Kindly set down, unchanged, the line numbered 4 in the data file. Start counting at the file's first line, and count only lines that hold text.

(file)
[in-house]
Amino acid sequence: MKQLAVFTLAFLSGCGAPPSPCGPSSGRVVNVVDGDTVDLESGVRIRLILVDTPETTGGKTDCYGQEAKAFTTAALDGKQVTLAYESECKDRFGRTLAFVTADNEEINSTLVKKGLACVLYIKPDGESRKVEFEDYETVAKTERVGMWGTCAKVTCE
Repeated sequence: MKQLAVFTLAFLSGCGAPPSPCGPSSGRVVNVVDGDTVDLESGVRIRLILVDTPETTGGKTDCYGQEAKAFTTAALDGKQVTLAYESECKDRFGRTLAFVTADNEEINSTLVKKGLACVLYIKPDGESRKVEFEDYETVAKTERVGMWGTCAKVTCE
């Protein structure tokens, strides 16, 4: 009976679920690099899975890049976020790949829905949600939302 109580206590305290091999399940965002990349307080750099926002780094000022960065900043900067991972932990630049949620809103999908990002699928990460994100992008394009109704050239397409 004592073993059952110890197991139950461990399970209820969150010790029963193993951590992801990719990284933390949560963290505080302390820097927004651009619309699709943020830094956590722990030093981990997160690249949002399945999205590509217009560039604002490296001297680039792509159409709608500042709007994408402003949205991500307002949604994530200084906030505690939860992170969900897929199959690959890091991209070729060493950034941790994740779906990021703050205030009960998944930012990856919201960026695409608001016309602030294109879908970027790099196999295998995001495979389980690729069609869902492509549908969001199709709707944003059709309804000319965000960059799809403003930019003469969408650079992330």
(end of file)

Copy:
């Protein structure tokens, strides 16, 4: 009976679920690099899975890049976020790949829905949600939302 109580206590305290091999399940965002990349307080750099926002780094000022960065900043900067991972932990630049949620809103999908990002699928990460994100992008394009109704050239397409 004592073993059952110890197991139950461990399970209820969150010790029963193993951590992801990719990284933390949560963290505080302390820097927004651009619309699709943020830094956590722990030093981990997160690249949002399945999205590509217009560039604002490296001297680039792509159409709608500042709007994408402003949205991500307002949604994530200084906030505690939860992170969900897929199959690959890091991209070729060493950034941790994740779906990021703050205030009960998944930012990856919201960026695409608001016309602030294109879908970027790099196999295998995001495979389980690729069609869902492509549908969001199709709707944003059709309804000319965000960059799809403003930019003469969408650079992330």